Most would agree on the enduring value of watching classic films — Casablanca, Citizen Kane, etc. — but film buff Joey Halegua makes a fascinating point about the merit of the unacclaimed films in the history of cinema. “I think it is just as important for people to see the unpopular films of the past,” he says. “Approaching films in this way allows you to form a more realistic and well-rounded understanding of the media/culture of a particular time.”
With that in mind, Halegua, a Miami native and Chapman University film school grad, launched the Gutter Film Series in July. Hosted at LAB Miami, in Wynwood, the series screens two B movies/cult classics per month that are united by a theme. In July, the theme was Zombies in Tropicalia, and Halegua screened Lucio Fulci’s Zombie 2 and the Nazi zombie film Shockwaves. For this month’s theme of East Meets West, Halegua is screening the Karate-Blaxploitation film Black Belt Jones on Thursday, August 9, and an action film called Miami Connection on August 29. Ahead of the screenings, I traded emails with Halegua to learn more about the value of gutter cinema.
Tell me about the concept behind the Gutter Film Series — why the celebration of B movies and cult classics?
JH: The Gutter is dedicated to B movies and cult films from the past because I think it’s important for people to look to the past to get a better perspective on today. It’s one thing to watch the great films of the past, the Godfathers and Casablancas, but if you only revisit the popular films of the past you are only seeing a narrow selection of the media of that time. I think it is just as important for people to see the unpopular films of the past. I think that approaching films in this way allows you to form a more realistic and well-rounded understanding of the media/culture of a particular time. That’s not to say we are only showing unsuccessful films — many of these films ended up turning a profit in the long-run. It’s just offering an alternative glimpse into the past.
The concept of The Gutter was also born out of a personal longing. In Los Angeles there are a handful of cinemas that show these sorts of movies as part of their regular programming. I frequented these sorts of film screenings and some of my best times in L.A. were had while seated in a dusty old theater chair watching some scratched and faded film print. When I moved back to Miami I tried to find screenings like this and they just weren’t happening. I determined that it was my responsibility as a Miami native and a cinephile to create the sort of event that I would want to go to. That being said, we aren’t showing film prints at this point, but I wouldn’t rule it out in the future. I hope that in creating this event, I’m creating something that will bring people out of the woodwork, so to speak. I think that there are people out there who are or will become interested in this sort of event, and I hope to bring those people out of their living rooms and into a communal sort of environment.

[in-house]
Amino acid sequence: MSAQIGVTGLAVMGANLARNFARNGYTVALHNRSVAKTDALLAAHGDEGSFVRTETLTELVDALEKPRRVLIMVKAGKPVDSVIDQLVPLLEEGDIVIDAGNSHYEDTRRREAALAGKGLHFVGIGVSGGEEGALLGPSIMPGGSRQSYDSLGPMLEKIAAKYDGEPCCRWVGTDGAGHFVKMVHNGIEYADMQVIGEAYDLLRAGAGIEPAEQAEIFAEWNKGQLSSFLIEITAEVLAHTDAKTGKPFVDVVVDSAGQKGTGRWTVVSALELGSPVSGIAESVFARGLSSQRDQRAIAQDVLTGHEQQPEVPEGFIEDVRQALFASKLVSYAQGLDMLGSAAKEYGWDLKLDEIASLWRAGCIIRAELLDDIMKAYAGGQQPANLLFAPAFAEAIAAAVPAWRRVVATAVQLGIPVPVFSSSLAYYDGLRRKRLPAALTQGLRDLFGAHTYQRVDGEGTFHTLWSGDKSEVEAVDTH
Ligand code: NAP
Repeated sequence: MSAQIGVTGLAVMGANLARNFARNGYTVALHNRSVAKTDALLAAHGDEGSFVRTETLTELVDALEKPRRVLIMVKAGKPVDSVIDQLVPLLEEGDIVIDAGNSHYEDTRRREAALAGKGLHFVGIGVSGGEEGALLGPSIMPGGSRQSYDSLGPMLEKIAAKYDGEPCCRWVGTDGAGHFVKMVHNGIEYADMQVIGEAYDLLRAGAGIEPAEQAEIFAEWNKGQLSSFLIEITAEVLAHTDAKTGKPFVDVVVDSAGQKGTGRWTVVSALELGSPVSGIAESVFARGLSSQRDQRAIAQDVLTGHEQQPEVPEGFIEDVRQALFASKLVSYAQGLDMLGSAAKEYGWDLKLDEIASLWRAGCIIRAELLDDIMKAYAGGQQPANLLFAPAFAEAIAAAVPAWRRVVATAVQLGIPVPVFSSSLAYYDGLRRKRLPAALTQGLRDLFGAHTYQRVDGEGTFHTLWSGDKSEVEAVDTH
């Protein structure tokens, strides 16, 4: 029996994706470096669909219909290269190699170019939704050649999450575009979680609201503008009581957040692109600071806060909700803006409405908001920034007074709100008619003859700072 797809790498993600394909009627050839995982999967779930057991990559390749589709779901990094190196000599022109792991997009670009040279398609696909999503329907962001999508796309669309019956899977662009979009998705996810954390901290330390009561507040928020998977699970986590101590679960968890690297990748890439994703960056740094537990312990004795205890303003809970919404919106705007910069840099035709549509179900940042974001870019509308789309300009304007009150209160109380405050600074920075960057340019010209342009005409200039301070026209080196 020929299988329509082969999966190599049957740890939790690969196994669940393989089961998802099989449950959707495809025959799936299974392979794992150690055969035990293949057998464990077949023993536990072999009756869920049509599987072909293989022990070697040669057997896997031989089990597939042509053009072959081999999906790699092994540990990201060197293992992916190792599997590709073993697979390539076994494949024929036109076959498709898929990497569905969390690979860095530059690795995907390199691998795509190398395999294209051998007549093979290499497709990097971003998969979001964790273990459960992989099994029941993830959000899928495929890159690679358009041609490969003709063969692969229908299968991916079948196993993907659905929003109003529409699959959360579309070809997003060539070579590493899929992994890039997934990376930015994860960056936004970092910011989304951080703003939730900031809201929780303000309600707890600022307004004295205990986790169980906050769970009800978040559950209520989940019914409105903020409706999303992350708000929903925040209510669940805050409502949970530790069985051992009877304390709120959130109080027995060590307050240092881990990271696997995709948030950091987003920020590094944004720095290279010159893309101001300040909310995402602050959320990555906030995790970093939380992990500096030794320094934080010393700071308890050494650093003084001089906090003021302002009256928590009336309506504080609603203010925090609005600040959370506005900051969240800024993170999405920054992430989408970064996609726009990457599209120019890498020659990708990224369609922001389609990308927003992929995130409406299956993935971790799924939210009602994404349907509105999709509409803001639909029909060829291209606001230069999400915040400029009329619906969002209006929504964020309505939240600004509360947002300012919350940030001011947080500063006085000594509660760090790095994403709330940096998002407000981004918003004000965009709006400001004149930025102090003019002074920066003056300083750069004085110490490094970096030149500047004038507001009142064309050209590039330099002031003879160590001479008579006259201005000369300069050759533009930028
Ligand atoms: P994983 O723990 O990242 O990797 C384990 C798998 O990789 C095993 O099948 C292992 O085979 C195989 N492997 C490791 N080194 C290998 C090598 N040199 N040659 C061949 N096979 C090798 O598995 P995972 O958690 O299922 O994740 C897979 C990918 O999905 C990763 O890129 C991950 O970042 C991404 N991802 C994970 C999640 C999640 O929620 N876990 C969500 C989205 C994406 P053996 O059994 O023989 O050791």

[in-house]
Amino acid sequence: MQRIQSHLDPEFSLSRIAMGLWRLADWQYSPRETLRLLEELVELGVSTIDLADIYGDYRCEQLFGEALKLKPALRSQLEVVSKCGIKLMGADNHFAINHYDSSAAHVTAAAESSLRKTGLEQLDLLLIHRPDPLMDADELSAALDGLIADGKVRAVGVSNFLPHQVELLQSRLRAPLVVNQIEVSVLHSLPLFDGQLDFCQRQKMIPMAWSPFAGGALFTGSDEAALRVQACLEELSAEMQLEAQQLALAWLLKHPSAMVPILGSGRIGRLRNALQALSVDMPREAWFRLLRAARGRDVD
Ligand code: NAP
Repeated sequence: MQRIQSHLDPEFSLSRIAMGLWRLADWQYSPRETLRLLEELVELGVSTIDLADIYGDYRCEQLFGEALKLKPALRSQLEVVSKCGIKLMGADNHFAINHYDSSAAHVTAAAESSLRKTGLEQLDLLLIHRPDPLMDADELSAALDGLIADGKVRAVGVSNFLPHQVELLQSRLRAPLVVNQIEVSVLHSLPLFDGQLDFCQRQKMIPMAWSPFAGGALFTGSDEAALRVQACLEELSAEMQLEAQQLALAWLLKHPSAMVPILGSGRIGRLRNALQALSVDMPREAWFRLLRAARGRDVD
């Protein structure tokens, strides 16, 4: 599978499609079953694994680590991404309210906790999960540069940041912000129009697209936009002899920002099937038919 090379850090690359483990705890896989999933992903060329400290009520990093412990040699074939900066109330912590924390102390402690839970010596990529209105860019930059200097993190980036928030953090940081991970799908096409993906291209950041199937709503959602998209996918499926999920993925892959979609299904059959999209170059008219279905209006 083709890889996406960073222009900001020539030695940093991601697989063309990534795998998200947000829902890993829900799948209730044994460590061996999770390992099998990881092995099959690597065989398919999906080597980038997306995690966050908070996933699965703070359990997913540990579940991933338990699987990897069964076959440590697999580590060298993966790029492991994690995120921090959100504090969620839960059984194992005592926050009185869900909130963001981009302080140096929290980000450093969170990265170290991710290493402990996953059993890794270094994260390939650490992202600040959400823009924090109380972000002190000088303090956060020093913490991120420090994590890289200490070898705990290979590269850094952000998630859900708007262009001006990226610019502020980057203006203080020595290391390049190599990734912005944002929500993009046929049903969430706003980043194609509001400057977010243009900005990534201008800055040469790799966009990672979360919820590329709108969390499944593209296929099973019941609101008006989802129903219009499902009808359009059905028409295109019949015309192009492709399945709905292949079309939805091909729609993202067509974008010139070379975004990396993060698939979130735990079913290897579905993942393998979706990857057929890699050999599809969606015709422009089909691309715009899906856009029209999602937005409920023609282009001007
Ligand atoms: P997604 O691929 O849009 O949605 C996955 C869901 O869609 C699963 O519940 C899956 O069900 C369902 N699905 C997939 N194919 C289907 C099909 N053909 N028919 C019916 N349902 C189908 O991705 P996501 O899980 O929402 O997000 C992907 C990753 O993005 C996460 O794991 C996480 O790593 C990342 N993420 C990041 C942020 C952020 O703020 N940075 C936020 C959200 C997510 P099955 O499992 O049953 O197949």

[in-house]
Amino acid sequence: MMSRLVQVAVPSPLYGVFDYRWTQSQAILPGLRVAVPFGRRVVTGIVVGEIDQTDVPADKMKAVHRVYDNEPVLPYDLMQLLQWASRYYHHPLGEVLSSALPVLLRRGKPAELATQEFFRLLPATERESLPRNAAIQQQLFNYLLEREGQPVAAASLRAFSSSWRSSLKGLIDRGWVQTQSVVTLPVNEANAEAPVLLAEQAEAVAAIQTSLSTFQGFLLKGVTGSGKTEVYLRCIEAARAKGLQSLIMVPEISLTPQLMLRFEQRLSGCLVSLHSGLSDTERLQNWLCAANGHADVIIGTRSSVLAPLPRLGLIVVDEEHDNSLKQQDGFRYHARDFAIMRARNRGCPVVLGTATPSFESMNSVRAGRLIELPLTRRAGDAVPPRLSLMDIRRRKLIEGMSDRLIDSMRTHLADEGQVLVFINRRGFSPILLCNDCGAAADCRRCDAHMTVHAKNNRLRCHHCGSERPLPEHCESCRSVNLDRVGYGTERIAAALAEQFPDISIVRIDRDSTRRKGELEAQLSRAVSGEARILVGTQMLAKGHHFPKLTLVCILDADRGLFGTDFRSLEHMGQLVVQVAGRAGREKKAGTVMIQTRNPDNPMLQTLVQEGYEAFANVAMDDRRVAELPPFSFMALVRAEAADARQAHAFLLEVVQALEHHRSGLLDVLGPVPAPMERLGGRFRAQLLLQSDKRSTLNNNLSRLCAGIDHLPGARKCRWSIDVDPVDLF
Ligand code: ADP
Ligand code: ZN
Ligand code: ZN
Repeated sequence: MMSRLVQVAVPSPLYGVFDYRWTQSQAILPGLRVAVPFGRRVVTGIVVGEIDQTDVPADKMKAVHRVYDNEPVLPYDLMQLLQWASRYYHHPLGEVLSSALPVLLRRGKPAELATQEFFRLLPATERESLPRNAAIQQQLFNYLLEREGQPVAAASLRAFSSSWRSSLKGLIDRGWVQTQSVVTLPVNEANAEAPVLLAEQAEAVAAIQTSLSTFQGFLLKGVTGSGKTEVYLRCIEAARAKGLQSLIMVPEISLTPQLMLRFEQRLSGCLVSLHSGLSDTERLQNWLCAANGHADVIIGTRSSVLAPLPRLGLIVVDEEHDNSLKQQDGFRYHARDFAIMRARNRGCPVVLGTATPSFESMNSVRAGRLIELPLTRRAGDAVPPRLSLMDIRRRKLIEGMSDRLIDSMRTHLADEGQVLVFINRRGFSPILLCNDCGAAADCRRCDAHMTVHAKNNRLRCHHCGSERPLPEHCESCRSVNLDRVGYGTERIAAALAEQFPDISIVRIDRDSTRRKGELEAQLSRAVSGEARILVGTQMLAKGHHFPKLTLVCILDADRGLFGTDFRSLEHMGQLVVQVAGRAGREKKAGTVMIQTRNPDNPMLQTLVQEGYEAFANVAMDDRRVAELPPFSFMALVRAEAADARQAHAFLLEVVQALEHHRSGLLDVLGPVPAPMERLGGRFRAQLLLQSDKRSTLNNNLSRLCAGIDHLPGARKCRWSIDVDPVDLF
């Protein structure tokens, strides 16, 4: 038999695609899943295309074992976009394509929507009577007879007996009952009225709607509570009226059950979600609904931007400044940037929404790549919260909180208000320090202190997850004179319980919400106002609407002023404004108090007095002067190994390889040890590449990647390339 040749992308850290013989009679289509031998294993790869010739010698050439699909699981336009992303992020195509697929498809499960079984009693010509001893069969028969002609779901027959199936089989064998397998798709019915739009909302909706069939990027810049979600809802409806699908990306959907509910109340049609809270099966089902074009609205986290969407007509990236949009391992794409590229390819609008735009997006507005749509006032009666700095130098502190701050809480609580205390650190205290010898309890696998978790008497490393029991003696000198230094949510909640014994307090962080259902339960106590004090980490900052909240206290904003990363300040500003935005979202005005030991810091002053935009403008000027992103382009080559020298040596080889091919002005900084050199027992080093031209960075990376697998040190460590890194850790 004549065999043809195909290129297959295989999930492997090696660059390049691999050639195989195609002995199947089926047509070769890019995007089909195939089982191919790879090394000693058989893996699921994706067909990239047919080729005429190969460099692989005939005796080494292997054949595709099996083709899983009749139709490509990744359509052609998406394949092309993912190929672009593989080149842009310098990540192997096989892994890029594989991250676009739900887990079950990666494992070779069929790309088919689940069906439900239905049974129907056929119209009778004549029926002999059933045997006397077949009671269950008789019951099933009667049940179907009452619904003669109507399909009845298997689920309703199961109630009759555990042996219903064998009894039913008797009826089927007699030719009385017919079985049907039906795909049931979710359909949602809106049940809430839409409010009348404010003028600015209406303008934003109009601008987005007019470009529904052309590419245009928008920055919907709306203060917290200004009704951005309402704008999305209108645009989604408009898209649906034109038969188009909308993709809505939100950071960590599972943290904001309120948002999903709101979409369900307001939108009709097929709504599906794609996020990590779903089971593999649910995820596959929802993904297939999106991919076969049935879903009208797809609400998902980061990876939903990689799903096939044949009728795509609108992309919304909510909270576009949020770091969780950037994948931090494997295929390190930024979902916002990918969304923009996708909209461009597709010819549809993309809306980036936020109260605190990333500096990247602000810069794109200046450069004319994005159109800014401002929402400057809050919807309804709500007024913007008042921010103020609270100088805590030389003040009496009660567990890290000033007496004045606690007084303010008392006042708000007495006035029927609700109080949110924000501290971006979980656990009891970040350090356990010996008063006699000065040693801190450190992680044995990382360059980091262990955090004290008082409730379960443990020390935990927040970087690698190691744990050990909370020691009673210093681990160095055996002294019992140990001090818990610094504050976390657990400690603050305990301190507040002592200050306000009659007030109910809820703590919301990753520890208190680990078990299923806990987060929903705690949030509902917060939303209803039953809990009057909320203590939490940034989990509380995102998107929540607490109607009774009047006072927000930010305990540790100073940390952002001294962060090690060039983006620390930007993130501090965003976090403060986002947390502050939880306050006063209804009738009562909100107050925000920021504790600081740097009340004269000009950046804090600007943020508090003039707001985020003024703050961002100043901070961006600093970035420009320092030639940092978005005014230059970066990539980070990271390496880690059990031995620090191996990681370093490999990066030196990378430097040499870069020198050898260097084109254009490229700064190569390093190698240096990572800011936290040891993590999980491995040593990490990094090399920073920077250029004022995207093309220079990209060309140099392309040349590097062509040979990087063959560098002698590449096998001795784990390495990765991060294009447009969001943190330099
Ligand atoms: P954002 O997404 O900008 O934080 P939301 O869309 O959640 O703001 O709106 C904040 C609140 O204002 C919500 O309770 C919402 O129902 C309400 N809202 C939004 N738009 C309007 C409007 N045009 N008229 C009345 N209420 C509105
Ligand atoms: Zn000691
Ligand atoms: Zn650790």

I decided to call the event The Gutter Film Series because the films that I plan on showing are generally grimy or filthy in either content, aesthetic, or both. The idea of having your mind “in the gutter” is encouraged by this film series. It’s kind of a play on the legendary “grindhouses” of 42nd Street in Manhattan. I think that most of the films we will be showing at the event were frequent players at these sorts of grungy, dirty movie houses of the past.
Why did you choose an East Meets West focus for August? Why Black Belt Jones and Miami Connection in particular?
JH: I chose to screen Black Belt Jones mainly because it’s just a fun experience watching that film. But I also think it’s a really good example of a hybrid film. It’s a film that’s part Karate and part Blaxploitation, and I think it really does a good job of making it work. But mostly because it’s fun.
Miami Connection … is just a bizarre film that is hilarious the whole way through. There’s no way to really explain it, but I will attempt with a word association exercise: Miami, ’80s, cocaine, ninjas, Mullet (an extremely bro’d out rock and roll band), and lots of ass-kicking. People will have to see for themselves.
I decided to have our theme for August be about culture-clash films more as a reaction to our first Zombies in Tropicalia screenings than any sort of relevance to the month. To be honest, it’s an attempt at not pigeon-holing the series into being about horror or gore films. The two movies that we have planned for August are essentially comedies in their concept. If you read the plot descriptions, you can’t help but think, “Really?!? This exists?” So I wanted to ease off the intensity of zombies with something a little lighter and more comedic.
On its Facebook page, you say your goal with the Gutter Film Series is to inspire people — can you elaborate? inspire them to appreciate B movies? to earn a black belt in Karate?
JH: Haha. The goal with the Gutter is to create a place where people can come to see off-beat films from the past. In the pursuit of that goal I think that those who come see the films will leave the theater changed. Depending on the person, that change could manifest itself in an endless number of ways, or not at all. With creative people, maybe it will have an affect on their art. Athletes may be more inclined to going out and studying Karate. Whatever the change is, I think that it is only a beneficial thing for people to widen their perspective and awareness of the media that surrounds them. If it takes looking into half-forgotten films of the past in order for us to better understand films of today, then that’s what we will do.
To learn more about the screenings, visit the Gutter Film Series Facebook page.